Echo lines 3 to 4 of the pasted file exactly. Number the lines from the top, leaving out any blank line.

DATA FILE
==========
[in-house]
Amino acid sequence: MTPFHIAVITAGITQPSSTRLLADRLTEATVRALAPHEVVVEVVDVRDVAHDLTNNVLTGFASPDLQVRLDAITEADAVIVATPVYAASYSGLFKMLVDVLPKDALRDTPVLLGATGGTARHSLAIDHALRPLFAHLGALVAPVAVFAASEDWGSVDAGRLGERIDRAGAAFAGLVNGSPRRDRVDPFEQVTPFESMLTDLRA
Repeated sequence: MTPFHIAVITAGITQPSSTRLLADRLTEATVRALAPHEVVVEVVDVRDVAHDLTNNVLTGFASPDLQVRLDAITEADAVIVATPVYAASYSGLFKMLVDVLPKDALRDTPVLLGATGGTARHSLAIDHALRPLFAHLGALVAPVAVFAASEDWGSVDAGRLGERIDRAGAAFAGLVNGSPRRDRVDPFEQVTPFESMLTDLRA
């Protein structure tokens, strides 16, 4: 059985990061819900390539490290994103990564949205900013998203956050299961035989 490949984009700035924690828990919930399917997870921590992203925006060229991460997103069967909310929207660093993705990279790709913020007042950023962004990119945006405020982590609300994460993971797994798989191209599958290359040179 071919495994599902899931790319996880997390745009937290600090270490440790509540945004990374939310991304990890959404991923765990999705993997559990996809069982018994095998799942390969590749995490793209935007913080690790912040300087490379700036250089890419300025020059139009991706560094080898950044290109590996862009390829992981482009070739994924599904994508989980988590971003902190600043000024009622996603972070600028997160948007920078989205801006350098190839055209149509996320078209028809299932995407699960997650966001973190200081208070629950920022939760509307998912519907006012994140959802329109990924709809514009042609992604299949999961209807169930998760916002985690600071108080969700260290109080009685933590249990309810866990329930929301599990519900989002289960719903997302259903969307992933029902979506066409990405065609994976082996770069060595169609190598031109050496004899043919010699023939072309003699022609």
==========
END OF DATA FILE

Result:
Repeated sequence: MTPFHIAVITAGITQPSSTRLLADRLTEATVRALAPHEVVVEVVDVRDVAHDLTNNVLTGFASPDLQVRLDAITEADAVIVATPVYAASYSGLFKMLVDVLPKDALRDTPVLLGATGGTARHSLAIDHALRPLFAHLGALVAPVAVFAASEDWGSVDAGRLGERIDRAGAAFAGLVNGSPRRDRVDPFEQVTPFESMLTDLRA
């Protein structure tokens, strides 16, 4: 059985990061819900390539490290994103990564949205900013998203956050299961035989 490949984009700035924690828990919930399917997870921590992203925006060229991460997103069967909310929207660093993705990279790709913020007042950023962004990119945006405020982590609300994460993971797994798989191209599958290359040179 071919495994599902899931790319996880997390745009937290600090270490440790509540945004990374939310991304990890959404991923765990999705993997559990996809069982018994095998799942390969590749995490793209935007913080690790912040300087490379700036250089890419300025020059139009991706560094080898950044290109590996862009390829992981482009070739994924599904994508989980988590971003902190600043000024009622996603972070600028997160948007920078989205801006350098190839055209149509996320078209028809299932995407699960997650966001973190200081208070629950920022939760509307998912519907006012994140959802329109990924709809514009042609992604299949999961209807169930998760916002985690600071108080969700260290109080009685933590249990309810866990329930929301599990519900989002289960719903997302259903969307992933029902979506066409990405065609994976082996770069060595169609190598031109050496004899043919010699023939072309003699022609």